We manage the Google AdWords accounts for many of our clients. Tracking the results of a Google Adwords campaign is, most of the time, pretty easy. Put the conversion tracking code on their sites and let Google Analytics take care of it.
Some clients want their website to sell things, and we set up shopping carts for them. Google Analytics is great for tracking those conversions that result in a sale. Although when you track the sales directly–how many orders actually came in–it doesn’t always line up exactly with what Google Analytics tells you. But Analytics provides a pretty close approximation.
Other clients want their website to collect email addresses so they can promote their bigger-ticket items to them, and Google Analytics does a pretty good job of tracking those kind of conversions too. Again, it’s not a perfect system, but Google Analytics is a fairly reliable conversion tracking program for these kinds of conversions.
But what if the objective of a Google Adwords campaigns is to make the phone ring? How can you track that? One of our clients, a very pragmatic dentist with an office in Beverly Hills, wanted proof from us that our Google Adwords campaign is driving people to his site that then call him and schedule appointments.
Obviously there’s no “conversion code” for “making the phone ring” in Google Analytics.
Now, my dentist client has enjoyed #1 through #4 rankings for some of his top search terms in Google’s natural search results for the last couple of years, since we built and optimized his website; we’ve also used the marketing services of SendArticles.com to help maintain his top rankings by getting great links to his site. It’s been a joint effort.
This dentist likes to use every possible service that makes sense to him, to market his site – he’s a very smart man.
Without my knowledge, another internet marketing firm whose name I shall not sully here, approached my dentist client with a method to achieve this objective for him (verifying the Google Adwords campaign was making the phone ring) by setting up a mirror site that was in every respect the same as his regular website, except for the phone number, and they sent the Google Adwords traffic to that mirror site instead of his regular site, and answered the phone for him so they could track the conversions.
In essence, they set up a .net domain name registered in their name (!) for him, and copied the content of his .com site over to it.
This is a BAD IDEA for SEO! Don’t do this!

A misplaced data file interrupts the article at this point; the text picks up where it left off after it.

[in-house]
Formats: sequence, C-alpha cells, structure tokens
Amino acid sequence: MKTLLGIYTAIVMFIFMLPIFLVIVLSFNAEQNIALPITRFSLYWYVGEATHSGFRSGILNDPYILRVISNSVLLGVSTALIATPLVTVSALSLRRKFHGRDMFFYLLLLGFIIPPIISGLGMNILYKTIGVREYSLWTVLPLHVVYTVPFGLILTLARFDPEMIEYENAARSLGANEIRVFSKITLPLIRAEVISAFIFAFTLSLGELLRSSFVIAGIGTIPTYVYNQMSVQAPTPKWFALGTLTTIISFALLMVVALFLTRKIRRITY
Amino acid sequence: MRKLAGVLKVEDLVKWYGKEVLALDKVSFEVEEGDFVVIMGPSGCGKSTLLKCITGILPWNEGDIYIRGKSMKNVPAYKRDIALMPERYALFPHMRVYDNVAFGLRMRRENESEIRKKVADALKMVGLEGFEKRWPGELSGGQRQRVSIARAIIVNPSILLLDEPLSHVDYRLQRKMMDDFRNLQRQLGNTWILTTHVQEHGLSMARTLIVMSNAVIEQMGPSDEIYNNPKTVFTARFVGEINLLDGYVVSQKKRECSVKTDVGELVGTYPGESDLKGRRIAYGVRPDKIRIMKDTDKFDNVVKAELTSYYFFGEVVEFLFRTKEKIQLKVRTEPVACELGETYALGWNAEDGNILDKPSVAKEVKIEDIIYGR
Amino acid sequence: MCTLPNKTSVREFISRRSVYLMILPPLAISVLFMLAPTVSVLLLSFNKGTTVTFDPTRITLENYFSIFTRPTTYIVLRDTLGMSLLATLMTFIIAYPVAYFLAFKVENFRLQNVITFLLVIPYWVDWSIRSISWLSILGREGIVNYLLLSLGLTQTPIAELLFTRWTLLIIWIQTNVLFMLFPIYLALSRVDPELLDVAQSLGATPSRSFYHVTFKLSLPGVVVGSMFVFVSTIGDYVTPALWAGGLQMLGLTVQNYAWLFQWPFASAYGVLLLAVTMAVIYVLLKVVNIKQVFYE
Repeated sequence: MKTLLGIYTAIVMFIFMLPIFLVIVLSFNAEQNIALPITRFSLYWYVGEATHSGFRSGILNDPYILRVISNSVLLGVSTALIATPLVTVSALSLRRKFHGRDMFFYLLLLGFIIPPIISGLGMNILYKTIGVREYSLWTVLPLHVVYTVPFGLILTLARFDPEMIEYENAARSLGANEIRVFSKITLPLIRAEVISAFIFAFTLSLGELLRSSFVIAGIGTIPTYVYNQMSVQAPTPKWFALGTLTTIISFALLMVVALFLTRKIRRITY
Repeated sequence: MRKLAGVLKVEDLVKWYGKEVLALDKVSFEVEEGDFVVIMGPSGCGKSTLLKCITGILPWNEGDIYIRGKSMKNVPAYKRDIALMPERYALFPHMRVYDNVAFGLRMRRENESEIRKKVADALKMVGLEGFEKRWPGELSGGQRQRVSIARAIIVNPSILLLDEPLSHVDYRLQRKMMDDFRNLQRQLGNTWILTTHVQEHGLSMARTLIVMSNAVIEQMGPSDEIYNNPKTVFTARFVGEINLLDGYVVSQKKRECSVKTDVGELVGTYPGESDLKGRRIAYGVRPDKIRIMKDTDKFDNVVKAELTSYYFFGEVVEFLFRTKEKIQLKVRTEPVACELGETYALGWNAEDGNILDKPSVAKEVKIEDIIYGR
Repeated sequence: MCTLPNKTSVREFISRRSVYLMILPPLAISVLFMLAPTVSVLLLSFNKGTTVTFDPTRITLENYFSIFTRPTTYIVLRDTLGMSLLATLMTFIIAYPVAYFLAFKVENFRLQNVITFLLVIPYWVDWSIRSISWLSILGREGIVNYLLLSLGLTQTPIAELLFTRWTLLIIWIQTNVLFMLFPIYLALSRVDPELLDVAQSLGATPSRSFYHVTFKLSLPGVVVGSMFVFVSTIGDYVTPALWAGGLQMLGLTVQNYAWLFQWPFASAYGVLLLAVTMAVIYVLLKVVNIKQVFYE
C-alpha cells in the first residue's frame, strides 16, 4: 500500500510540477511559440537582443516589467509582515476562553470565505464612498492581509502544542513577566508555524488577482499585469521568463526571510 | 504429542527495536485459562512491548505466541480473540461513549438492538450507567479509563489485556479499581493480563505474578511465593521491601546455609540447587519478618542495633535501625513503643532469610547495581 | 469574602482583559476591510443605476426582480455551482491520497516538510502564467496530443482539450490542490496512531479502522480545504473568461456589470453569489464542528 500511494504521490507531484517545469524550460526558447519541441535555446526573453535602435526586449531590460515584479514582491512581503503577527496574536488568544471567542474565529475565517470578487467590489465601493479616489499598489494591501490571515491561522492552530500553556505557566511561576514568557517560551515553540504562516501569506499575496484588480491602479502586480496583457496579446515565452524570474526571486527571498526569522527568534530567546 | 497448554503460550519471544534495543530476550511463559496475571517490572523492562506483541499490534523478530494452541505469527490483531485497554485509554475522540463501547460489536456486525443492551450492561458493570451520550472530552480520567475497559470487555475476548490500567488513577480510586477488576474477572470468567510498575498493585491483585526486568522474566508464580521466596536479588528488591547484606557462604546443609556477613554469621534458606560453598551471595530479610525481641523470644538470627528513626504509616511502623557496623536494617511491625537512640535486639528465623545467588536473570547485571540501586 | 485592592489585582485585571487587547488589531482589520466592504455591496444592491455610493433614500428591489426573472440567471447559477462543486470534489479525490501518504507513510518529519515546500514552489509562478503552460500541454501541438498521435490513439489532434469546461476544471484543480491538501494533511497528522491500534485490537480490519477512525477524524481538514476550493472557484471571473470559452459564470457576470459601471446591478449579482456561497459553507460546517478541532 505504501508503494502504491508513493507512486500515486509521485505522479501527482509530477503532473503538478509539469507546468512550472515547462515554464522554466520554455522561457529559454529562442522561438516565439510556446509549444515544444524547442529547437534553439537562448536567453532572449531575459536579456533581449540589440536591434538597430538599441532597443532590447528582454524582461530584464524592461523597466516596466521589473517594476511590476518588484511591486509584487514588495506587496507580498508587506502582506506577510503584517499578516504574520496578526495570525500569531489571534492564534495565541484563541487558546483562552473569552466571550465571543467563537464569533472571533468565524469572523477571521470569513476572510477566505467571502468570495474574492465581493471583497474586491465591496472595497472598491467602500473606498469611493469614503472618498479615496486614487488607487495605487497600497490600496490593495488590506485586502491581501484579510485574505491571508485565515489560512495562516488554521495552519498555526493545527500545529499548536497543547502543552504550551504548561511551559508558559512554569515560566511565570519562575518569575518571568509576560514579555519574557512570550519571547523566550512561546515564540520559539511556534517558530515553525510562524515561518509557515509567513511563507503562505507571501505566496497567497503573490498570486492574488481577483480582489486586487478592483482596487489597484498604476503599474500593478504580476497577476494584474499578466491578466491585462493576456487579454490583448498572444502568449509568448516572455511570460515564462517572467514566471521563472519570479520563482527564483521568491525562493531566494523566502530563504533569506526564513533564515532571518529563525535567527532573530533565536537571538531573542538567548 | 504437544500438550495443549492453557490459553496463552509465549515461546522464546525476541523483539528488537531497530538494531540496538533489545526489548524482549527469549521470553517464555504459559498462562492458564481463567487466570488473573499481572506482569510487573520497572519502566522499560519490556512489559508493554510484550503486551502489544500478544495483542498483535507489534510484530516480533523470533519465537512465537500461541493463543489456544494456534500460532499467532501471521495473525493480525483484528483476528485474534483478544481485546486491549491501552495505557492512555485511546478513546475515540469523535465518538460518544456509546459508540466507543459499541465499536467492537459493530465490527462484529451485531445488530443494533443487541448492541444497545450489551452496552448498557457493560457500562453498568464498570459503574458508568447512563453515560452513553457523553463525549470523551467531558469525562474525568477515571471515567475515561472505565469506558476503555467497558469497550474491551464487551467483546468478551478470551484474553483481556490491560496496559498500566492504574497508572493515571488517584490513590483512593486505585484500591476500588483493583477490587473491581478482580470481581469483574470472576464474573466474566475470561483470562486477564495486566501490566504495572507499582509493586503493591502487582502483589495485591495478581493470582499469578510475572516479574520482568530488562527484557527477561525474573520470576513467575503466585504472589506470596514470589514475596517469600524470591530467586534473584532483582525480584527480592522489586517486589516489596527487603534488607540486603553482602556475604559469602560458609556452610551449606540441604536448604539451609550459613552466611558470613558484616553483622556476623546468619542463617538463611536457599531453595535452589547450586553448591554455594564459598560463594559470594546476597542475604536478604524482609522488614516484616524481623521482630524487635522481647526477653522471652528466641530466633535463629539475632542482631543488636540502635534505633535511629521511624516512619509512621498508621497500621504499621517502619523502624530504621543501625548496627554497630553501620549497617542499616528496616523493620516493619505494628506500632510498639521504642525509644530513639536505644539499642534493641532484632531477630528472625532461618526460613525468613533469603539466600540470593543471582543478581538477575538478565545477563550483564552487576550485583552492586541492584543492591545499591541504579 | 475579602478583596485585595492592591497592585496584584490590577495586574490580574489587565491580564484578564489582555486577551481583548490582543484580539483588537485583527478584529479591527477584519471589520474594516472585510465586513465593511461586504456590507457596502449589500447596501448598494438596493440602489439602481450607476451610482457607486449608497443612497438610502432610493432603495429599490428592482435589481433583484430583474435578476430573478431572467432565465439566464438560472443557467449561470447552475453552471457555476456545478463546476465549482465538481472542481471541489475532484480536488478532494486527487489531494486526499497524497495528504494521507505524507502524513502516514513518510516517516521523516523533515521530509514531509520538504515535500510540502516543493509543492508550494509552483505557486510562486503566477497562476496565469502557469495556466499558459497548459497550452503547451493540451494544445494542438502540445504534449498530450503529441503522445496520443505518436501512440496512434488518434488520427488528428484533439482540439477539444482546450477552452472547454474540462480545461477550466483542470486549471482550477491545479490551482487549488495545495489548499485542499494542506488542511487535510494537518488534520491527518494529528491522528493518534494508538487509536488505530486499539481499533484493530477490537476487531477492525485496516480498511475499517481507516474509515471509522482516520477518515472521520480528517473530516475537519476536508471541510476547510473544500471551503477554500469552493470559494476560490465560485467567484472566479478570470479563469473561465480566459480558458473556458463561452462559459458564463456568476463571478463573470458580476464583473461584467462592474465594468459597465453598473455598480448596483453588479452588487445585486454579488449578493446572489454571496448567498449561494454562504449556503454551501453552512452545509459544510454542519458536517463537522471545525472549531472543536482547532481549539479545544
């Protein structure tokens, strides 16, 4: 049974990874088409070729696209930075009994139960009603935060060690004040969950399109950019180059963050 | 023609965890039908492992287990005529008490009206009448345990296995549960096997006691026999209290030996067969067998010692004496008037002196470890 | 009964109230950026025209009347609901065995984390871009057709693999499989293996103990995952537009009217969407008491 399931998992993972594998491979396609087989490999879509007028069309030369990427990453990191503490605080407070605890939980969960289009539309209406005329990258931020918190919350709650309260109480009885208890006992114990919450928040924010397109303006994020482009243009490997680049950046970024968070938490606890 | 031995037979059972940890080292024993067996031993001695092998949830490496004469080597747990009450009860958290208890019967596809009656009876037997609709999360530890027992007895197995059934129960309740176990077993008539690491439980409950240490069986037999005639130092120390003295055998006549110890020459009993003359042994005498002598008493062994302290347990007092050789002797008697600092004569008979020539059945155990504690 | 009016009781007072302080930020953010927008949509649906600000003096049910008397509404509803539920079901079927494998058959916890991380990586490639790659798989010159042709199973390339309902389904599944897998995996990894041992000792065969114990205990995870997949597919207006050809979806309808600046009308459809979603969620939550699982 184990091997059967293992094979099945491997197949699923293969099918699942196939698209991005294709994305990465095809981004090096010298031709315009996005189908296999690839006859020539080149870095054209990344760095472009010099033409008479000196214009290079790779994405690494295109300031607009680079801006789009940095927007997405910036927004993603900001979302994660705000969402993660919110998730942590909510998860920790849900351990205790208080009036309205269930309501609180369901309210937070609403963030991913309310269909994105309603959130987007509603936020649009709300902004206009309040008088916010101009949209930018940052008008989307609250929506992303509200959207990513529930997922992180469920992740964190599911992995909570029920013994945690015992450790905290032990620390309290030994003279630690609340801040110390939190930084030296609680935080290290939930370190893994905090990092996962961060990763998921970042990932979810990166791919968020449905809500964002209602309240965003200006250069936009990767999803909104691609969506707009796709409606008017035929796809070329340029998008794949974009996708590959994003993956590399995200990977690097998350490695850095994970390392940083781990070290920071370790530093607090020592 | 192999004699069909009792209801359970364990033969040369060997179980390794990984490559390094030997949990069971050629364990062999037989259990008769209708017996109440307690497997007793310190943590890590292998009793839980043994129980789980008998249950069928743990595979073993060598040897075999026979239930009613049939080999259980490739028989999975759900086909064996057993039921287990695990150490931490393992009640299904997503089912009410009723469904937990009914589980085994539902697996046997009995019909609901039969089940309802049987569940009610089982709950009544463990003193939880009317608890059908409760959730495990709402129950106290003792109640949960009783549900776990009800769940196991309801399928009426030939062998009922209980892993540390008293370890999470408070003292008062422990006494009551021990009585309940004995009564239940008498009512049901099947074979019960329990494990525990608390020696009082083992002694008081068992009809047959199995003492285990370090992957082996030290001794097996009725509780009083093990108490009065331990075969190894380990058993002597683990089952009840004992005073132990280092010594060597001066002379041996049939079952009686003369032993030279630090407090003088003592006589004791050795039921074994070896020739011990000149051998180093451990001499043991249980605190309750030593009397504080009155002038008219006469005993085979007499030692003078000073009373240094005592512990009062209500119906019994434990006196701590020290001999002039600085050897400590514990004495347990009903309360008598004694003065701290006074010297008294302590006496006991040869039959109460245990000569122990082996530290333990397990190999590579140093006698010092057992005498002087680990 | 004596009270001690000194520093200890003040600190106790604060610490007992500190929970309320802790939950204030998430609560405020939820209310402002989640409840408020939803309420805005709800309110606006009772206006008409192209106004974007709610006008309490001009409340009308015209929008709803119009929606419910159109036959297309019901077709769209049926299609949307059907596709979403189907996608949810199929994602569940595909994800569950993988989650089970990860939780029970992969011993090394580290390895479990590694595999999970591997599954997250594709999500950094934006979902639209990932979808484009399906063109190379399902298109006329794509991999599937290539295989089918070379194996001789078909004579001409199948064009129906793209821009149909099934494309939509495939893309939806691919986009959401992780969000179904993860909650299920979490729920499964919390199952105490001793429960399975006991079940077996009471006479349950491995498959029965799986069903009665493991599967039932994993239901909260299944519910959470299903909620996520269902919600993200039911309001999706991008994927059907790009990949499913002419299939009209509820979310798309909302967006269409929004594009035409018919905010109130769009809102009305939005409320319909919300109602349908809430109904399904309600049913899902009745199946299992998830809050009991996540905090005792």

The mirror site resulted in duplicate content being registered by Google when both sites were indexed and cached by Google, and BOTH sites were dropped entirely from the Google natural search results for trying to spam Google with duplicate content; it was quite a crash from his #1 rankings for his keywords in Google’s natural search results. All traffic to the site dried up.
In all fairness to that nameless marketing firm, they had put in place a robots.txt file that should have kept Google from indexing the mirror site — but it didn’t. Their lesson learned: Google doesn’t always obey what it says in the robots.txt file. I could have told them that, but nobody asked me.
So after his site disappeared from Google’s natural search results, my dentist client called me saying he wanted us to manage his Google Adwords campaign again because he was paying 5 times as much per click as when we used to do it for him, and by the way, could we get him back in the natural search results at Google?’
Well, yeah, I told him, “That’s what we do!”
The first thing we did was take down the mirror .net version of his website and reroute it to his regular .com site, and set up mod rewrites so any crawls by Googlebot only get the .com site, with 301 permanent redirects from the .net site pages to the .com pages. Within a week his site was back in the #1 spot in Google’s natural search results.
But what about his original objective of tracking the phone calls received from his Google Adwords campaigns? How to distinguish those visitors calling off the the Google Adwords campaign from the phone calls he gets from just having terrific placement for his site?
Basically, he needed to know whether it was worthwhile spending his money on Google Adwords, when he has such terrific placement in the natural search results. Is it worth it?
We thought about this for a while and kicked around some php solutions, but we wanted to keep all the pages as static HTML pages.
So we ended up with a simple solution:
1. We set up a second phone number for this dentist that rings on a new line in his office.
So if that new phone number rings — it’s gotta be a Google Adwords conversion.
And that’s how we can track them.